Treat yourself to a class with Professor Noyanâ€”for at least a semester, youâ€™ll become a â€œgentleperson.â€ Columbia (particularly SEAS) has its fair share of Ben Stein â€œBuellerâ€¦ Ferrisâ€¦ Buellerâ€-esque professors, but Professor Noyan falls decidedly outside this group. A lecture with Noyan is much more than an exercise in blackboard transcription. Starting on the first day of Atomic Scale Engineering, he greeted us by name (as â€œMr. __â€ or â€œMs. __â€) and engaged us with questions about the material, cracking jokes and jumping about with more energy than 90% of the class. The course had no required textbook, and the lectures explored curiosities about the workings of the world: What is color? How do lasers, refrigerators, and fiber optics work? How do you make a superior sword? The lectures benefit not just from Professor Noyanâ€™s personality, but also from his work at IBM and various national laboratories. Youâ€™ll solve problems involving everything from toilet making to turkey cooking, and discuss some philosophy, history, art, and architecture in between. Noyanâ€™s teaching style was much the same for Elements of Materials Science, though due to the larger class size and foundational nature of the course, the lectures and homework followed a course textbook closely. Good luck, â€œchaps.â€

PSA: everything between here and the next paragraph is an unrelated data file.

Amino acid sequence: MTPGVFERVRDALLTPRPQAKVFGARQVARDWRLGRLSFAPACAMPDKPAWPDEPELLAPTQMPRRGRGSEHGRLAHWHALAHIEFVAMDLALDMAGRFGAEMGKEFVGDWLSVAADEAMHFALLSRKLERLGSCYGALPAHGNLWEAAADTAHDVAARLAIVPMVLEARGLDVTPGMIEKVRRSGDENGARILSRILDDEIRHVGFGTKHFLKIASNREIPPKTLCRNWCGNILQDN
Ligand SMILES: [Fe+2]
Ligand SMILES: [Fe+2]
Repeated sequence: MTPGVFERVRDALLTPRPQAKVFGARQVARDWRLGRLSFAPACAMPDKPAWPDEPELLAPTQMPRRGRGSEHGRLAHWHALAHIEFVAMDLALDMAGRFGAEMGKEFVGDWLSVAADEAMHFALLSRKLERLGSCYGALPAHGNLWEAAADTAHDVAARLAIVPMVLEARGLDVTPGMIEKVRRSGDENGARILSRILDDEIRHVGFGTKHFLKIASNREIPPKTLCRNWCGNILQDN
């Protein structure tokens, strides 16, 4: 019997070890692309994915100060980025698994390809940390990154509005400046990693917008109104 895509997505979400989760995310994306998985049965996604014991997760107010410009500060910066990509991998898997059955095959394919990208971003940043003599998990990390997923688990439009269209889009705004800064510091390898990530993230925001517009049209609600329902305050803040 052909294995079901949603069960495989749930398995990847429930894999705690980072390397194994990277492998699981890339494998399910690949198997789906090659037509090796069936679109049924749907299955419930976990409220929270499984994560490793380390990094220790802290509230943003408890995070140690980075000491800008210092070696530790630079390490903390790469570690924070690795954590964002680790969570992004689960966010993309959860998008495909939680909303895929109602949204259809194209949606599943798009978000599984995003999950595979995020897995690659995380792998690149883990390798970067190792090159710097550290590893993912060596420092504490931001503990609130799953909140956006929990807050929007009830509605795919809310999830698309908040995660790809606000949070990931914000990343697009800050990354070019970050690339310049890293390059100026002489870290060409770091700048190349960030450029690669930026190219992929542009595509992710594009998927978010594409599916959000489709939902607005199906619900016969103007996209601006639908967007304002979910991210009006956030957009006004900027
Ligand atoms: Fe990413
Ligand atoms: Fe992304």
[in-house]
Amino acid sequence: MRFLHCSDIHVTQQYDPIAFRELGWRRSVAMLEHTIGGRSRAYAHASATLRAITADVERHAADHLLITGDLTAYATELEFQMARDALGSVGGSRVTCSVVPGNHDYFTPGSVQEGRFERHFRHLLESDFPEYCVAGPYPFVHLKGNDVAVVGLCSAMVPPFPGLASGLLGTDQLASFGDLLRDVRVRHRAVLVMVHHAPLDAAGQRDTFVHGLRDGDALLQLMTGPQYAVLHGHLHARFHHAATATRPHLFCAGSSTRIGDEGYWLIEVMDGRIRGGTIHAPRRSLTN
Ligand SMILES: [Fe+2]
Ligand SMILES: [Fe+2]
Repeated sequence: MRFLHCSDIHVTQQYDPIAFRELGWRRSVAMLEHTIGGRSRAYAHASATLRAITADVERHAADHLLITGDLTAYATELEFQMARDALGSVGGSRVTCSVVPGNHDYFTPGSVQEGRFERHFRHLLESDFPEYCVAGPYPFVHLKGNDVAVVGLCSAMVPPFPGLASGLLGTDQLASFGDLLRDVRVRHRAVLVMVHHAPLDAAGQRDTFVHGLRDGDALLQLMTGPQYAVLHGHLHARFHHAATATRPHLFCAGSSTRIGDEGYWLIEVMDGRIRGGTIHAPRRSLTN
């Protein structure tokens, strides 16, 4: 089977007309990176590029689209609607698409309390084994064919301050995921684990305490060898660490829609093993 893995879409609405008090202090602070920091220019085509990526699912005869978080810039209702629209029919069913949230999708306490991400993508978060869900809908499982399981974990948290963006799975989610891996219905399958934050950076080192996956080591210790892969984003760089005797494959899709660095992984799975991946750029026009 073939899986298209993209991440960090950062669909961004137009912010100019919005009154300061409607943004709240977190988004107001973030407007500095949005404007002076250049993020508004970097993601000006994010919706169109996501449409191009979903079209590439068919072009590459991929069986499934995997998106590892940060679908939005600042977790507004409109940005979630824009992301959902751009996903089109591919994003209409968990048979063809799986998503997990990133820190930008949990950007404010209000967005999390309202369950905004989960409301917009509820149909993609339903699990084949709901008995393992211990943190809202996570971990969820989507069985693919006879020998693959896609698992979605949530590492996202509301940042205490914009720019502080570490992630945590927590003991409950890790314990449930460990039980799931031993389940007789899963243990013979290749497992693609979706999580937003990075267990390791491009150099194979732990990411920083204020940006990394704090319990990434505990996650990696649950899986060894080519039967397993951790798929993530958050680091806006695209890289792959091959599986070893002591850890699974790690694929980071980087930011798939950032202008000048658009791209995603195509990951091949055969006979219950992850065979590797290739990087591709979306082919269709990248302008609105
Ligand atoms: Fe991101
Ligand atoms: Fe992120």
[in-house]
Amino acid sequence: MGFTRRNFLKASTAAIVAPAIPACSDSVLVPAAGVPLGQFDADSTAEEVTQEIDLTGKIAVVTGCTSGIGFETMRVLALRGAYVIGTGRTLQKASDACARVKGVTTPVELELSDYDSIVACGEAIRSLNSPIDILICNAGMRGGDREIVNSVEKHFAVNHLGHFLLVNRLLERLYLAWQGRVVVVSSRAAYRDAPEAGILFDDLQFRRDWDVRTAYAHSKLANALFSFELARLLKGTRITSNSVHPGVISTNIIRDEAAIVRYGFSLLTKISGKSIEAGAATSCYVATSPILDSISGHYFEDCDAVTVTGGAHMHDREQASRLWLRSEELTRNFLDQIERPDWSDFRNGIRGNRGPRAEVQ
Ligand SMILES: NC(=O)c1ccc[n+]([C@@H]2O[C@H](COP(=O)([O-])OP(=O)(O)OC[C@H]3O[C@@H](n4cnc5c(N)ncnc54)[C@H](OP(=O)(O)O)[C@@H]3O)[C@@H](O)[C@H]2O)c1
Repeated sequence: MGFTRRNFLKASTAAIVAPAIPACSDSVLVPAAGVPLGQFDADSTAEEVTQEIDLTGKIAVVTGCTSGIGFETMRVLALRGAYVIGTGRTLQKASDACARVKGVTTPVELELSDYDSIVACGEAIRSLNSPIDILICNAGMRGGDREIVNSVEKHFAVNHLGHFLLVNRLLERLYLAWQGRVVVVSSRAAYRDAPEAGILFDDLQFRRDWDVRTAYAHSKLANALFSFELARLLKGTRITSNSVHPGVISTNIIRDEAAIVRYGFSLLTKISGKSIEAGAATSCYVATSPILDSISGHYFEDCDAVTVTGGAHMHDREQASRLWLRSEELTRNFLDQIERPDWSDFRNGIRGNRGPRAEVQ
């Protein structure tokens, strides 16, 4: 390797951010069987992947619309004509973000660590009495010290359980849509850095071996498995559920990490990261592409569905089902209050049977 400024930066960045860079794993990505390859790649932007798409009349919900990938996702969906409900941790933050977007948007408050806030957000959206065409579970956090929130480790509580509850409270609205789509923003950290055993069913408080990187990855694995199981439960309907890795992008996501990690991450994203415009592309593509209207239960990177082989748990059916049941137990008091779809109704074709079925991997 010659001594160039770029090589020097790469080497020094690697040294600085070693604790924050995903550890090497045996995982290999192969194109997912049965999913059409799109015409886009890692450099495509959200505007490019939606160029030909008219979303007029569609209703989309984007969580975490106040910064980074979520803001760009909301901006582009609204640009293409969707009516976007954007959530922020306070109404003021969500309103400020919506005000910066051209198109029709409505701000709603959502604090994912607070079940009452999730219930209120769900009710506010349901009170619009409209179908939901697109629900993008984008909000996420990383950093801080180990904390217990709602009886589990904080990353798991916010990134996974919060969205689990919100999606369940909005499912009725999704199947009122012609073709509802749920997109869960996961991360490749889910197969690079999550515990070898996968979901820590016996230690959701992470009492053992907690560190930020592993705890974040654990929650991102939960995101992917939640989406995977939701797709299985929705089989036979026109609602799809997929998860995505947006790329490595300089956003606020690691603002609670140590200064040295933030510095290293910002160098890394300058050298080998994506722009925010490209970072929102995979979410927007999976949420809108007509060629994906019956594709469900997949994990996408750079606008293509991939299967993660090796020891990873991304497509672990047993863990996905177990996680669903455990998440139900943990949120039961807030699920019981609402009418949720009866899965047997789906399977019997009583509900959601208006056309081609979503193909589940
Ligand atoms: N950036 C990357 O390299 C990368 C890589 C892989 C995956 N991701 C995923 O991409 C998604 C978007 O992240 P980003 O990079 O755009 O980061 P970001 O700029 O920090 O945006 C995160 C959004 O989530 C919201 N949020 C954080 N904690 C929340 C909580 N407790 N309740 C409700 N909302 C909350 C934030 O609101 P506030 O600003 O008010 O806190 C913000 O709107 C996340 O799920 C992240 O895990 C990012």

Professor Noyan is an incredibly intelligent and engaging lecturer. That being said, this class is a hefty one, far beyond your typical 1xxx level course. The work load is not heavy, but the concepts discussed in this class are fairly advanced and will cover a large amount of material. This was an extremely rewarding class with a moderately difficult midterm and a somewhat easier final. It was easily my favorite class of the semester.